Oct 23, 2008
My sister and I chose very different career paths. I entered the business world and she became a teacher. Over the years we have rejoiced in each other’s successes but I’m sure, just like me, she would shake her head occasionally and think “She just doesn’t understand what I do.”
I am very proud of my sister. She has taught school in poor, rough neighborhoods throughout her entire career. She has had to deal with parents that were often ungrateful and sometimes even a little scary and threatening. She has had to deal with an increasingly ungrateful community that was led to believe by Bush’s “No Child Left Behind” that it is the teacher’s fault if their kid is not doing well.
She suffered through all this because she put the kids first. She has taught kindergarteners how to brush their teeth (and given them toothbrushes). She has visited the homes of her students to offer her help to their families. These visits were in neighborhoods so impoverished and dangerous that most people wouldn’t drive through them, let alone leave their cars. She has spent huge amounts of her own money on school supplies and mittens, coats and gloves for these kids.
What did my sister get for her years of devotion and hard work. She got laid off. The students in her district slowly moved away from the public school system to charter schools. These charter schools are funded by tax dollars. Their parents believed that attending a school with the word “Academy” in the name and wearing a uniform were the key components missing from their child’s education. Never mind that most of these parents couldn’t be bothered to come to conferences, to help their kids with homework or to respond to phone calls and messages from my sister.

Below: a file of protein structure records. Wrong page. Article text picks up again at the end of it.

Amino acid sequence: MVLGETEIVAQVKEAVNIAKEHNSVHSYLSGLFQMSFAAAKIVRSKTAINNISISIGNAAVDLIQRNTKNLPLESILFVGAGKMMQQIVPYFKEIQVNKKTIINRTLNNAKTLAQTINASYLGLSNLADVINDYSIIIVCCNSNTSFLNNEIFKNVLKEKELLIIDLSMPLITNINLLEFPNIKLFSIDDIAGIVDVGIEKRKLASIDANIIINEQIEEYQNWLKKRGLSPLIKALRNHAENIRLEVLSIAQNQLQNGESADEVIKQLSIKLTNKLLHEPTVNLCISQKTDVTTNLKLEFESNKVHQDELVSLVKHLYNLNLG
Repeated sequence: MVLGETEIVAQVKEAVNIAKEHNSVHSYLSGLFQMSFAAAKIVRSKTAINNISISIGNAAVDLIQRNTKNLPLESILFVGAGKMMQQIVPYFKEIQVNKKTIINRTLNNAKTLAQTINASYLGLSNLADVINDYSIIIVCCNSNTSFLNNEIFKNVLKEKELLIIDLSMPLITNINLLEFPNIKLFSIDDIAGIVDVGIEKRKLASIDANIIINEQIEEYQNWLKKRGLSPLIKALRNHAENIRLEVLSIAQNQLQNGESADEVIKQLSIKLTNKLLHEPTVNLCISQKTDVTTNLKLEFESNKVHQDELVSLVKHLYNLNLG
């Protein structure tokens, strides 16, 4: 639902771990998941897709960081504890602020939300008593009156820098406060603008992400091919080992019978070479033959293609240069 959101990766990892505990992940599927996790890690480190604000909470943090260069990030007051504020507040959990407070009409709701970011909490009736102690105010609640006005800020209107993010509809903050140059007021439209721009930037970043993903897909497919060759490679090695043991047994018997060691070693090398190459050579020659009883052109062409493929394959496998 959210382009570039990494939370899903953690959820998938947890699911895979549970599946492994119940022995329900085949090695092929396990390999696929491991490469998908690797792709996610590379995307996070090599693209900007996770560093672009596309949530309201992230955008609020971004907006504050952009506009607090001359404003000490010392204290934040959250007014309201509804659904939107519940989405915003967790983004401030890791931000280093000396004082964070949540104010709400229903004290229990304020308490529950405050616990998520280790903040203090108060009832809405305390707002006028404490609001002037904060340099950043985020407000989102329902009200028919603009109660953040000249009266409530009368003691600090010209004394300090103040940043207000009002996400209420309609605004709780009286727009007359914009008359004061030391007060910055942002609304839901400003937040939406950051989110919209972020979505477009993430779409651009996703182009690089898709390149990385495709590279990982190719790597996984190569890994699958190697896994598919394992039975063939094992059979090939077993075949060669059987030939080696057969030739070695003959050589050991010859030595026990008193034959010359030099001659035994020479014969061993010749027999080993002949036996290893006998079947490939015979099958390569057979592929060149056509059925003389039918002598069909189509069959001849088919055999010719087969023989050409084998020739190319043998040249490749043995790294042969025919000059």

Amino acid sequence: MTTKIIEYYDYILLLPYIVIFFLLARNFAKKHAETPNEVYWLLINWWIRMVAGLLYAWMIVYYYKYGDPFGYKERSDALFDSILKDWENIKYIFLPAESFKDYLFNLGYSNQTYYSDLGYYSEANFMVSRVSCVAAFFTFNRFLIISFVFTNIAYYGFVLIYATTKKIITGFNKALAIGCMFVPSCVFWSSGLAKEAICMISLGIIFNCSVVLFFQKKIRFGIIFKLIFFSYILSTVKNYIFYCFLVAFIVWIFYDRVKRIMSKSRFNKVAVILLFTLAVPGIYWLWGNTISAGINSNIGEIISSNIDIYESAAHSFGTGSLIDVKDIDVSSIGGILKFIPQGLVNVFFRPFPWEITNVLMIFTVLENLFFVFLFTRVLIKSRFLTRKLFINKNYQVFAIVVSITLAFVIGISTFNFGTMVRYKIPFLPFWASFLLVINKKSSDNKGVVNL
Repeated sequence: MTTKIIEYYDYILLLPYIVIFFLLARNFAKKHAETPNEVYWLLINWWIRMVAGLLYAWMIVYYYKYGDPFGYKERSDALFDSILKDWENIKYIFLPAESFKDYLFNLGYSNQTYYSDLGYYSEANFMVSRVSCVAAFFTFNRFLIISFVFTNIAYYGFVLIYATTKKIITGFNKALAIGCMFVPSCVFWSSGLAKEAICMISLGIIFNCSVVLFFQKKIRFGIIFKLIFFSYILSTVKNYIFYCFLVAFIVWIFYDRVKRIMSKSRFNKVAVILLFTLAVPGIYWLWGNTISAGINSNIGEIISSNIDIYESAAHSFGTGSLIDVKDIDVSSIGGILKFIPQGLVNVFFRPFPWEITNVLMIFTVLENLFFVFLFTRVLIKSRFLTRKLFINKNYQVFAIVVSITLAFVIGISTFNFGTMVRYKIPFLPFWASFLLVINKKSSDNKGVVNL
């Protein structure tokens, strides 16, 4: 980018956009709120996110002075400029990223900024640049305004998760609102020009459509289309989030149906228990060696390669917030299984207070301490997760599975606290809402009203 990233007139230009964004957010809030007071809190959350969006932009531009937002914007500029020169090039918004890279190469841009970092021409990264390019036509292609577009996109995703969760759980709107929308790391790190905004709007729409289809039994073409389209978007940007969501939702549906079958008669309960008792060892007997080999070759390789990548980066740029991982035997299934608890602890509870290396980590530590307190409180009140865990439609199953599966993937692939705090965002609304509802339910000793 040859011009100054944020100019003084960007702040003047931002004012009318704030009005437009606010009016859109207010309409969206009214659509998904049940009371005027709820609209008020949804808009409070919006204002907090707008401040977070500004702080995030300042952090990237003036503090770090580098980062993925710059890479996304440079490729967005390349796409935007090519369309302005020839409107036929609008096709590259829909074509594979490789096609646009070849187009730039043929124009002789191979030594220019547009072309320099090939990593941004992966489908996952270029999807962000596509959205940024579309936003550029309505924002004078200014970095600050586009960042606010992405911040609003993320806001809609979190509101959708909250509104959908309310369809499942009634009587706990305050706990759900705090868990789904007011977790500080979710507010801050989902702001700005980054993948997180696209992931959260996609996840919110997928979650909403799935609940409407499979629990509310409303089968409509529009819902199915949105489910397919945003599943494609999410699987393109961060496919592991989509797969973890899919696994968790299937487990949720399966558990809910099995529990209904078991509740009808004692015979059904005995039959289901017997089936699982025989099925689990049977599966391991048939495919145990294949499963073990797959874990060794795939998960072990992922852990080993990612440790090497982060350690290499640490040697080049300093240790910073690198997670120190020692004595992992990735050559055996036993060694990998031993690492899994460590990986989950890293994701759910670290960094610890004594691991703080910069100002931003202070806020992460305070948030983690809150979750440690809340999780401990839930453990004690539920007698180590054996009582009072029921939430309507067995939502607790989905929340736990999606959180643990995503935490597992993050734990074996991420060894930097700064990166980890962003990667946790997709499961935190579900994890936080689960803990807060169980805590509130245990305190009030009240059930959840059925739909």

After losing her job my sister got the opportunity to take a Human Resources position. That is my chosen profession. We have discovered that our jobs aren't really that different after all.
Do you remember the book “All I Ever Really Needed To Know I Learned In Kindergarten”? It’s true. The employees that cause the most grief for HR professionals are the ones that didn’t learn those lessons. My sister is uniquely qualified to be in HR. She can help those wayward employees learn the lessons that she has been teaching kids for 20 years.
* Share and Help Others
* Don’t Tattle Tale
* Be a Team Player
* Don’t Hit
* Don’t Call People Names
* Don’t Lie or Cheat
* Respect People and Their Property
* Do Your Best
What she did best though was to inspire her students. She taught them to have confidence in themselves and to not be afraid. That is something we in HR could do a little better job at.
Now we have lots to talk about, my sister and I.